In 2004 many people had the belief that the historical seismicity for a fault related directly to the seismic potential of that fault. Not everyone held this belief, especially those that recognized that many large fault systems had recurrence intervals (average time between earthquakes of a given magnitude) that were longer than the record of seismicity for those fault systems. Seismologic records (records from seismometers) only extend back about a century. Large plate boundary faults, those with the possibility of generating large magnitude earthquakes, the possibility of generating large ground shaking, and the potential to exert significant hazard to people and their possessions (e.g. bridges, schools, and hospitals) have recurrence intervals ranging from centuries to millenia. In addition, these large plate boundary systems seem to also have larger strain cycles that result in a variation of earthquake magnitude through time (aka “supercycles,” Sieh et al., 2008). In other words, there may be a series of smaller large magnitude earthquakes in-between larger large magnitude earthquakes. This cycling of magnitude variation may produce a series of earthquakes, each separated by the mean recurrence time of centuries, with magnitudes in series: Mw 8, Mw 7.5, Mw 8.2, Mw 9.2, Mw 8, Mw 7.8, Mw 7.6, Mw 8, Mw 7.5, Mw 9.5. Here, of 11 earthquakes, only 2 are larger than Mw 9, but each are separated by centuries. Given such a short instrumental record of earthquakes, we can all now recognize that we do not know enough about plate boundary earthquakes to effectively evaluate their hazard (unless we might be a seismologist, though many of them are coming around).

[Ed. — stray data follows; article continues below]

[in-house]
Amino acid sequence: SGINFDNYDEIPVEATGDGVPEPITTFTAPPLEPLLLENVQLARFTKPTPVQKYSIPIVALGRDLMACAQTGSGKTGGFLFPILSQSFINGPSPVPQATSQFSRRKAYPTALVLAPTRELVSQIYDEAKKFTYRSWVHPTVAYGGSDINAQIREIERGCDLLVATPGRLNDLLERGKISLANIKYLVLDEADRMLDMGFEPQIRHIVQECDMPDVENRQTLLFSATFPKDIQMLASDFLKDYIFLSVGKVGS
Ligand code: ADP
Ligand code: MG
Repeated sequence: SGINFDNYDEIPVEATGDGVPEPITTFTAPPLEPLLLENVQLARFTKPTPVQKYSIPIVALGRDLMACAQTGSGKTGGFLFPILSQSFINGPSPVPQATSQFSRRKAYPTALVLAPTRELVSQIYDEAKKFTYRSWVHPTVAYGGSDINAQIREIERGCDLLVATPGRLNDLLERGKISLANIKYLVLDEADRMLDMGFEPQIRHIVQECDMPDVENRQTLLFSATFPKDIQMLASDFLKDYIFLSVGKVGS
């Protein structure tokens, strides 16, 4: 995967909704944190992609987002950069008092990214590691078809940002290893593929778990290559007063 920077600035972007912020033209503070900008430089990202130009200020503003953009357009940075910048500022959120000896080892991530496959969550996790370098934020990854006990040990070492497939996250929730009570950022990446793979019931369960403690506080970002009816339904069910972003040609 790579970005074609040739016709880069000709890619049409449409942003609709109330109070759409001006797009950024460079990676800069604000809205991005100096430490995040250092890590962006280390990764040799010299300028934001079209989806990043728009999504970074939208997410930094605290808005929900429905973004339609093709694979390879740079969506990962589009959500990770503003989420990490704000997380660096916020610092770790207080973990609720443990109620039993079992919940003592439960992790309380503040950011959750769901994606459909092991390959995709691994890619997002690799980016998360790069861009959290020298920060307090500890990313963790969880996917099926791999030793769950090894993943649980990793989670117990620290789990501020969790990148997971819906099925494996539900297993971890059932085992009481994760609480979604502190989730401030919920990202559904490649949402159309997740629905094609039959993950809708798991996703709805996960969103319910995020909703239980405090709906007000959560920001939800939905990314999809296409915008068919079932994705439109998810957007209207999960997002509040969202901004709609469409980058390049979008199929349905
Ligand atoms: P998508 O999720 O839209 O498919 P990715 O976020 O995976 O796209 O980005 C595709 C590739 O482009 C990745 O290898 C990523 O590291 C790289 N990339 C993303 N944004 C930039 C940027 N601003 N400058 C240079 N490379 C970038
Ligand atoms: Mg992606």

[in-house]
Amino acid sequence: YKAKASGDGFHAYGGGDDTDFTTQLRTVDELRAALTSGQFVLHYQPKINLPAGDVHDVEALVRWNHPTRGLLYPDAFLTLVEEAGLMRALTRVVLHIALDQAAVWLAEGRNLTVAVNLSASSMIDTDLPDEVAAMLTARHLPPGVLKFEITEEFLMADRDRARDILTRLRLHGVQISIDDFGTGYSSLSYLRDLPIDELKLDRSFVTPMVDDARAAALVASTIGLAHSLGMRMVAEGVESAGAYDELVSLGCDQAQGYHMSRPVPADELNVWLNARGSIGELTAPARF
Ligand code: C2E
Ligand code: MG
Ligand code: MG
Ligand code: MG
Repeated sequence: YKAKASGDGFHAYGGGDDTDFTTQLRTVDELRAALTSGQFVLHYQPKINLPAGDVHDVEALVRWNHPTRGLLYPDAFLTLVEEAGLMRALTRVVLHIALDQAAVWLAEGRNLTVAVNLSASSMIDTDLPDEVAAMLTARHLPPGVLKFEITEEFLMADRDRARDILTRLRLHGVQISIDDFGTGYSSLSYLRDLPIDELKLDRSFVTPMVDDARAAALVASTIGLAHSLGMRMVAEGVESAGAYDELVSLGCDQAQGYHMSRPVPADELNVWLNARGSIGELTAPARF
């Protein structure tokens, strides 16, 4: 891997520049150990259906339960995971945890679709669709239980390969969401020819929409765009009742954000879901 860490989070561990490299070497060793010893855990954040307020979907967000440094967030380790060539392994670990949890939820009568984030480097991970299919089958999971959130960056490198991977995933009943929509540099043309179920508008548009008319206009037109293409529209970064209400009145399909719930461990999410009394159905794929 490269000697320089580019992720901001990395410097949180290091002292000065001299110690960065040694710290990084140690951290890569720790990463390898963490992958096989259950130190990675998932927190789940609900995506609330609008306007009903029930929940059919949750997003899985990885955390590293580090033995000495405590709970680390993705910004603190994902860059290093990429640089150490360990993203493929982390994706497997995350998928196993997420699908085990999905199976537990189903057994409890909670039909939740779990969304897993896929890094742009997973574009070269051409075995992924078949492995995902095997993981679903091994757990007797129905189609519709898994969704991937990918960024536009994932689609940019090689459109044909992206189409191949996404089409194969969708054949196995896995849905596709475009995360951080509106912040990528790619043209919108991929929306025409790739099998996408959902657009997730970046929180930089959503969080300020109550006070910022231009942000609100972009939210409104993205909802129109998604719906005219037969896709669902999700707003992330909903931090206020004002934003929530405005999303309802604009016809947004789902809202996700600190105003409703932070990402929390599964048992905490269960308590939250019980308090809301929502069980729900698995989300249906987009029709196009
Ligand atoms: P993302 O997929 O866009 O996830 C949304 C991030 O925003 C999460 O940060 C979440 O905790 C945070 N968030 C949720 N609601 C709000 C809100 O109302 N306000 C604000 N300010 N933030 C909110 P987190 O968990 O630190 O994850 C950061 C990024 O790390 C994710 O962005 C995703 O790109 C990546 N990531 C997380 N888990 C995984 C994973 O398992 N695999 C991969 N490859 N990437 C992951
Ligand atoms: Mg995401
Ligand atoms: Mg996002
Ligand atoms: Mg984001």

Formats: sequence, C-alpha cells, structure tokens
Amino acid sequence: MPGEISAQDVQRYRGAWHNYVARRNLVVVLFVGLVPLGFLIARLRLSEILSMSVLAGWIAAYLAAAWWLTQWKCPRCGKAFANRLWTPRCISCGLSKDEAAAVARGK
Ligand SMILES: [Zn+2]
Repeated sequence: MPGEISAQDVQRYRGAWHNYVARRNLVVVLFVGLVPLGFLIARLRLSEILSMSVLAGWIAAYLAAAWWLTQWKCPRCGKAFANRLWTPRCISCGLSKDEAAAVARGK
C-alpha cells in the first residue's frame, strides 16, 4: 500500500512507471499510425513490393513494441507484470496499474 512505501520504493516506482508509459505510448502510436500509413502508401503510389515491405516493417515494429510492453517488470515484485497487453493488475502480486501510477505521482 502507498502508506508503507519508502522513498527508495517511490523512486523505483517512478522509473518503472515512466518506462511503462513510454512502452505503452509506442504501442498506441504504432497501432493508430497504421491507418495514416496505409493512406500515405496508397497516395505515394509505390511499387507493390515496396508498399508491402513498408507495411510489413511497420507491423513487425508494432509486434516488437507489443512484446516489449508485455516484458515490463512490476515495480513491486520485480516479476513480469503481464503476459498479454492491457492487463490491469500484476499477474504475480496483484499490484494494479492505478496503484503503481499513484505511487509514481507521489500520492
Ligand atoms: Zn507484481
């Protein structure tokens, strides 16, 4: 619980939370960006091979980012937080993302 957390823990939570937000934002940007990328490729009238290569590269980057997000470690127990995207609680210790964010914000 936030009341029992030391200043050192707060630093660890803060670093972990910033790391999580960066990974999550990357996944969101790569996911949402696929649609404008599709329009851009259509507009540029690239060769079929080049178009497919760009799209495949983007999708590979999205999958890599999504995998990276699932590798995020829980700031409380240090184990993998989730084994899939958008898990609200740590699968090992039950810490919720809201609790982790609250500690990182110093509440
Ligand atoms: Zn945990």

Prior to December 2004, this region of the Sunda subduction zone had only had earthquakes of magnitude less than M 8. Therefore, people did not expect a larger earthquake there. They were incorrect (I did not know any better either, but was not thinking of this subduction zone at this time in my life. I worked primarily on Cascadia, which also has not had an historic large magnitude earthquake.).